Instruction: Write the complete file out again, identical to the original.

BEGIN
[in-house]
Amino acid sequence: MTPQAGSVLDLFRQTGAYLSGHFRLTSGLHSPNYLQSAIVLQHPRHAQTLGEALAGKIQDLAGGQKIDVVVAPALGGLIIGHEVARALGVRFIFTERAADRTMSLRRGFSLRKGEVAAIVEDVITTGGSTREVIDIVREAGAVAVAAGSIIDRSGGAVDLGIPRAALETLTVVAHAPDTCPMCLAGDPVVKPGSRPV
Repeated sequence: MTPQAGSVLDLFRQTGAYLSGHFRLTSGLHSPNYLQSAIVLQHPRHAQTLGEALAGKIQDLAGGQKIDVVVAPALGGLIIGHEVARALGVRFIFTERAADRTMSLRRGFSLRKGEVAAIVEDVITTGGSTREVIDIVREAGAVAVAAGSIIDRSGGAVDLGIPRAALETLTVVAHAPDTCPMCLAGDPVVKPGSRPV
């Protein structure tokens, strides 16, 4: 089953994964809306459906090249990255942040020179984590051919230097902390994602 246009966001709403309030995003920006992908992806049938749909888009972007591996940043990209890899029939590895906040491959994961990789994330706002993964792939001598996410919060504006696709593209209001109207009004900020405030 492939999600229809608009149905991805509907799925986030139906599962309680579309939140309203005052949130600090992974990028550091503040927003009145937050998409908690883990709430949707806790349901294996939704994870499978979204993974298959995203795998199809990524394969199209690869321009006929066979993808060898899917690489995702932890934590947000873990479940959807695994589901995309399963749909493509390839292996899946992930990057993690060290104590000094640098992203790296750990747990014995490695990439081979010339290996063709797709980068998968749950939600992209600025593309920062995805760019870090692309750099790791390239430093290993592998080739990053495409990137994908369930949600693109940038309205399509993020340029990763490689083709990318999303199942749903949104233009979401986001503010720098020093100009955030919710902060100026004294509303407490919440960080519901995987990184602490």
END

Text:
[in-house]
Amino acid sequence: MTPQAGSVLDLFRQTGAYLSGHFRLTSGLHSPNYLQSAIVLQHPRHAQTLGEALAGKIQDLAGGQKIDVVVAPALGGLIIGHEVARALGVRFIFTERAADRTMSLRRGFSLRKGEVAAIVEDVITTGGSTREVIDIVREAGAVAVAAGSIIDRSGGAVDLGIPRAALETLTVVAHAPDTCPMCLAGDPVVKPGSRPV
Repeated sequence: MTPQAGSVLDLFRQTGAYLSGHFRLTSGLHSPNYLQSAIVLQHPRHAQTLGEALAGKIQDLAGGQKIDVVVAPALGGLIIGHEVARALGVRFIFTERAADRTMSLRRGFSLRKGEVAAIVEDVITTGGSTREVIDIVREAGAVAVAAGSIIDRSGGAVDLGIPRAALETLTVVAHAPDTCPMCLAGDPVVKPGSRPV
């Protein structure tokens, strides 16, 4: 089953994964809306459906090249990255942040020179984590051919230097902390994602 246009966001709403309030995003920006992908992806049938749909888009972007591996940043990209890899029939590895906040491959994961990789994330706002993964792939001598996410919060504006696709593209209001109207009004900020405030 492939999600229809608009149905991805509907799925986030139906599962309680579309939140309203005052949130600090992974990028550091503040927003009145937050998409908690883990709430949707806790349901294996939704994870499978979204993974298959995203795998199809990524394969199209690869321009006929066979993808060898899917690489995702932890934590947000873990479940959807695994589901995309399963749909493509390839292996899946992930990057993690060290104590000094640098992203790296750990747990014995490695990439081979010339290996063709797709980068998968749950939600992209600025593309920062995805760019870090692309750099790791390239430093290993592998080739990053495409990137994908369930949600693109940038309205399509993020340029990763490689083709990318999303199942749903949104233009979401986001503010720098020093100009955030919710902060100026004294509303407490919440960080519901995987990184602490």